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Agricultural Regions and Agrarian History in England, by Joan Thirsk

By Joan Thirsk

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Forest economies were well designed to keep people alive but not to make them rich men. Their activities dovetailed neatly with those of neighbouring, usually arable, regions; they supplied, for example, young cattle and sheep to be fattened elsewhere. But their large areas of underused, often rough, pasture and neglected woodland could not escape the attention of the sixteenth-century improvers, wishing to put more land under the plough. (ll) Usually this resulted in the upgrading of only select portions of woodland, as for example in Ashdown Forest in Sussex, since many poor woodland soils resisted improvement, even though lime was energetically bestowed to counteract their acidity.

The fenland economy had adapted itself sensibly to the environment and, while feeding its own inhabitants satisfactorily, it also supplied some necessary foodstuffs to other parts of the kingdom, especially London. But in the sixteenth century when efforts to expand arable farming were at their height, such a seemingly benighted countryside could not be left in peace. Schemes were laid to drain and then plough the fens, which were implemented in the seventeenth century when economic conditions no longer favoured such a transformation.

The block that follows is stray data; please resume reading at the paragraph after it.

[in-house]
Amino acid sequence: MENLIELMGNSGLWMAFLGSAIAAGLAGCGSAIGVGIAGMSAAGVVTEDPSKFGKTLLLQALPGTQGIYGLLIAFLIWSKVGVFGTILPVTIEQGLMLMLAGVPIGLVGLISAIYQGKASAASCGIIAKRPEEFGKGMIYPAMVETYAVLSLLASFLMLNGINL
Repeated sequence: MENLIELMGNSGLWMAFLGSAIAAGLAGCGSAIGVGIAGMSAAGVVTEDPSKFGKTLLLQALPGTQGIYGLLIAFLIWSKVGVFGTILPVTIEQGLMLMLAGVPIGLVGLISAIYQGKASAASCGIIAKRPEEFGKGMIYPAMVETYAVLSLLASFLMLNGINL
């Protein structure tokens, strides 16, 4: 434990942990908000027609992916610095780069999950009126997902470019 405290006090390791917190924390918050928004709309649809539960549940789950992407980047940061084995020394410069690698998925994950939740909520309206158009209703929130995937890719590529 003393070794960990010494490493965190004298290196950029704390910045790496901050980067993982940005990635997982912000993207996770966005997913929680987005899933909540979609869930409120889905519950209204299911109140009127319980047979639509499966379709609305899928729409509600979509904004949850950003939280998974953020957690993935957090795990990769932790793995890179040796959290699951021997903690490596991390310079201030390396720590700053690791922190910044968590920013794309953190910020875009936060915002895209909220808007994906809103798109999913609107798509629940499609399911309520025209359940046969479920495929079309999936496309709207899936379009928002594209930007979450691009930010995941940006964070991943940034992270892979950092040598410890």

Men had less incentive to keep sheep and so these now took second place in their reckoning. But, all in all, the fells and moorlands were able to turn seventeenth-century changes in agricultural prices and the expansion of industrial enterprise to good account. ; 49], around the estuary of the Humber [51], where several rivers including the Trent converge and a large arc of land is enveloped in the Isle of Axholme and Hatfield Chase [61; 23, I, 48], and in the Somerset Levels in the neighbourhood of Sedgemoor and Bridgwater [65; 22, 78-9; 23, I, 358ffJ.

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